How To Handle The Biggest Real Estate Deal Killers (Well-Intentioned Parents)

Your parents want the best for you. And buying a home is one of the major investments you will make in your lifetime. So, of course, your folks want to be by your side and offer you the benefit of their wisdom and counsel. Unfortunately, a lot of their best advice can be misguided, and can cause your good home choice to slip away.

Most parents will want to see you get your home for the least amount of money and may even advise you to make a low offer. That may be what they did when they last bought a house. It will not work in a seller’s market, and may not even work in a buyer’s market. Make your offer based on the comparable neighborhood sales, the condition, and your Realtor’s advice. If you are getting a loan, remember that the price you pay is amortized over 30 years as well.

Mom and Dad may advise different “deal points” than are standard in your locality. Recall that each state and area have different customs, disclosures and laws. What may be common in M&D’s area may not be common in your area and can kill your transaction (example: lengthening time periods for buyer performance). Again, let your Realtor be your guide – he or she has written many, many offers and knows the issues and expectations of all involved.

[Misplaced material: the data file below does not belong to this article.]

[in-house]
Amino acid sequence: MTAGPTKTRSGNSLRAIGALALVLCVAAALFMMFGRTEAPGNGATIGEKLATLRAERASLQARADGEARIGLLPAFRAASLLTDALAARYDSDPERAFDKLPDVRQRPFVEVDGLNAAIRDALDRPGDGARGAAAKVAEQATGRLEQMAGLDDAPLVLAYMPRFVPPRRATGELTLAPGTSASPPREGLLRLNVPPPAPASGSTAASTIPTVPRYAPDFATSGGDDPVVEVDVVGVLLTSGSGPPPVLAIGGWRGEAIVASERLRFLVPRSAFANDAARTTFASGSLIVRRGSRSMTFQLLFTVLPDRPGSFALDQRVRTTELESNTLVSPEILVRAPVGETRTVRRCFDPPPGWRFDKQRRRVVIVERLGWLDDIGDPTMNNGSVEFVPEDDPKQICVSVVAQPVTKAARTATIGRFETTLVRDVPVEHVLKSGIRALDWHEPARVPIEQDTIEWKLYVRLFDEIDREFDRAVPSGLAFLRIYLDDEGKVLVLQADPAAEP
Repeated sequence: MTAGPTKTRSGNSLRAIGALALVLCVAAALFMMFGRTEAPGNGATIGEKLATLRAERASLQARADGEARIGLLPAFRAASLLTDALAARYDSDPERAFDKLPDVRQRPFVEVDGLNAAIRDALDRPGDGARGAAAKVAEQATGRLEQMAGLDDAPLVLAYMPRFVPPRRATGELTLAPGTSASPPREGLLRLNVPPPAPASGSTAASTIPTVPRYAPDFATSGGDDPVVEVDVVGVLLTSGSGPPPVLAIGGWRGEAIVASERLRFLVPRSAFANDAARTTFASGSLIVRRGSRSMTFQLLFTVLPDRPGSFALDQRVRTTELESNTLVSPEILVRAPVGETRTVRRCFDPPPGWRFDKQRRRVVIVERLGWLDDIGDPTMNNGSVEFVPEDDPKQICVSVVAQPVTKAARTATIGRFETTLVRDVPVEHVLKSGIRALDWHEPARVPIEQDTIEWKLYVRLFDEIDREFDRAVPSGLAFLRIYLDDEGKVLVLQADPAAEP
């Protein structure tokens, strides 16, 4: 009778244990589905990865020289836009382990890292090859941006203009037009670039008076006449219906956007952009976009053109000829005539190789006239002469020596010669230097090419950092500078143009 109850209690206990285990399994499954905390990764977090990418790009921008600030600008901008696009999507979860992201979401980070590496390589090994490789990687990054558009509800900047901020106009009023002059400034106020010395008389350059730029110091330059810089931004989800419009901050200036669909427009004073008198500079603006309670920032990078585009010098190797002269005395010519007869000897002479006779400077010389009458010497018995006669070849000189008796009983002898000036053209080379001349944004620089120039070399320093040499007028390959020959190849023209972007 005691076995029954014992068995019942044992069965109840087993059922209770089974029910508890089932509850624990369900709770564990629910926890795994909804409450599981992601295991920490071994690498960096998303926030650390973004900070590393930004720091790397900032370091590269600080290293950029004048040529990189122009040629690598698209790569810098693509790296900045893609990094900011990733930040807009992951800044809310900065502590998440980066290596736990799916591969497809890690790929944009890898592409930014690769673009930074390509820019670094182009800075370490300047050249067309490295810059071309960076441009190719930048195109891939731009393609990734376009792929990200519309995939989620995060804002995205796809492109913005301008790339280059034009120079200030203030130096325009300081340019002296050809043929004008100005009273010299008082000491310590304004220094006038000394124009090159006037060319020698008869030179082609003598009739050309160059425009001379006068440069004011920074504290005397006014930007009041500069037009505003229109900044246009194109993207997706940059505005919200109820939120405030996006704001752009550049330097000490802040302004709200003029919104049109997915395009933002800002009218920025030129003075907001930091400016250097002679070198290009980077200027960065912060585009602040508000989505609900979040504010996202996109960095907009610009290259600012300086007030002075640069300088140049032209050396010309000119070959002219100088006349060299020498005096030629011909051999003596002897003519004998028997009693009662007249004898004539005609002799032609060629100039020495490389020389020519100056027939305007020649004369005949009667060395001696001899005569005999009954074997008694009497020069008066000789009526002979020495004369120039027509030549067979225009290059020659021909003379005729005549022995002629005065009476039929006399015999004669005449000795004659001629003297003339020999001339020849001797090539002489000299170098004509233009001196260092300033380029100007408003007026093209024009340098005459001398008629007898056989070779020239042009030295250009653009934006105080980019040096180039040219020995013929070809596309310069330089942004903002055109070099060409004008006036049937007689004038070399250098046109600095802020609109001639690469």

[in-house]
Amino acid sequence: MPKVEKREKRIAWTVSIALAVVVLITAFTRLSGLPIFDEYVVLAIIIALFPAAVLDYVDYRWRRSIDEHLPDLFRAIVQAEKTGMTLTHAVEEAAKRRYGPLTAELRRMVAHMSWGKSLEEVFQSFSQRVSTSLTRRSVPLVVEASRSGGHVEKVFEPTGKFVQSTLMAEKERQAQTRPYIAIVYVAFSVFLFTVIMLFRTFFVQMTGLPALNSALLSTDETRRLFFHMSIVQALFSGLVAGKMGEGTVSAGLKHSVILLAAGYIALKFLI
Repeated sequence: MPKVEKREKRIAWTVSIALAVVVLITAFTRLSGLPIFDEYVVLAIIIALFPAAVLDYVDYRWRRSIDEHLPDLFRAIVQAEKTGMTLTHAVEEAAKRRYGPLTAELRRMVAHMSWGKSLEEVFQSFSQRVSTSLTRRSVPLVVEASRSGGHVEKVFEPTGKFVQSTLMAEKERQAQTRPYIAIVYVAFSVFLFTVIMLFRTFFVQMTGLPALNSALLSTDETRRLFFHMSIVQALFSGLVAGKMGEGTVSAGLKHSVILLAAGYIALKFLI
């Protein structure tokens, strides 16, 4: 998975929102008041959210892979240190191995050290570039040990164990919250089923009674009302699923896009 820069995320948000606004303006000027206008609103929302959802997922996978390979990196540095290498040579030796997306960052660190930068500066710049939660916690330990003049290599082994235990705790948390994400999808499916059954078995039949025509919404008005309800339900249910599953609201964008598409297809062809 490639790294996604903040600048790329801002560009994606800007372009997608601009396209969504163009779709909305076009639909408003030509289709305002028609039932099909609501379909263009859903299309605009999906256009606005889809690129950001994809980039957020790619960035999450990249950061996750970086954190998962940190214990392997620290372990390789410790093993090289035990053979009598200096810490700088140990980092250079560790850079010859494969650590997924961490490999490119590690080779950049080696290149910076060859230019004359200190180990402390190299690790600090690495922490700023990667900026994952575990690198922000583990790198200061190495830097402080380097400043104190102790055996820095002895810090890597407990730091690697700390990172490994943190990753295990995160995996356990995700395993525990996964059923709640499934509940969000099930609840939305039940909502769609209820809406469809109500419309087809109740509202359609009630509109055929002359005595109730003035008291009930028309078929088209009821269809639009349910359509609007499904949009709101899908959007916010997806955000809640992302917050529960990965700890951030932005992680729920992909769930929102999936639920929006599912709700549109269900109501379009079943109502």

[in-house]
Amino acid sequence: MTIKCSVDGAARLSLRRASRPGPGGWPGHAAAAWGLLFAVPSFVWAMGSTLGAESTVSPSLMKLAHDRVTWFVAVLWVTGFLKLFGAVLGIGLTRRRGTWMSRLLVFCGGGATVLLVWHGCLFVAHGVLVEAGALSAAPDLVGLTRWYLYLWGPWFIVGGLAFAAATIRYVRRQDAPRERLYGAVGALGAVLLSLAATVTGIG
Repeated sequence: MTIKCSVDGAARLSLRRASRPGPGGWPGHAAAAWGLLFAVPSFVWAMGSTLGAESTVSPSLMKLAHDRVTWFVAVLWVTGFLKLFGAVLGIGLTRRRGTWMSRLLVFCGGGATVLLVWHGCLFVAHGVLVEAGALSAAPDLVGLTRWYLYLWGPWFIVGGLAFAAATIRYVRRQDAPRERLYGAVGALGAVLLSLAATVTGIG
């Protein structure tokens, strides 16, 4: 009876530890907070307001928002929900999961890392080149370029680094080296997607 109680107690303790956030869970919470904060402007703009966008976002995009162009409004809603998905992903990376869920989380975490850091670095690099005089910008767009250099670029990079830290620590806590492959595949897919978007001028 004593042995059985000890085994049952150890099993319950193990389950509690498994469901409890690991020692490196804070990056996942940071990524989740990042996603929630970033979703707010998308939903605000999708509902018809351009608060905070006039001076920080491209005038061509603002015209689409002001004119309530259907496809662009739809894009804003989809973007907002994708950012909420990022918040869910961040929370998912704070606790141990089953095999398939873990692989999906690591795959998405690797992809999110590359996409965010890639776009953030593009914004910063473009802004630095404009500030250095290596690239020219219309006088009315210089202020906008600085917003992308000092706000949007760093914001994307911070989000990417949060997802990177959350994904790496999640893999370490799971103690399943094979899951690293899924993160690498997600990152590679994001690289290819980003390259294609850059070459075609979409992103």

Parents may attempt to talk you out of an area or particular house. They may have good reasons and insights for doing so. But keep in mind that the average length of home ownership is five to seven years. If this specific home is workable for you, your family and your budget now, trust your gut instincts.

Your parents may have very specific ideas about the condition of the house and may be somewhat alarmist about certain items. Fathers, especially, are notorious for inspection freak-outs. Dad and Mom may have really good advice here (especially if they are builders or contractors). Or they may not. Keep in mind, once again, that different areas have different building types, different weather patterns, and different housing components than others. Not only can almost everything be repaired, but repair and upgrade costs may be significantly different from one area to another as well. It will be wise for you to research this on your own, and to take the advice of your physical inspector and your Realtor first.

Notice a common denominator here? Yup, it is “ask your Realtor first.” If you and your Realtor are proactive about the issues outlined here, your parents’ feelings will not be hurt, there will be peace in your family, and you will have a much more successful transaction.

Photo “Couple sitting at table” licensed under Creative Commons

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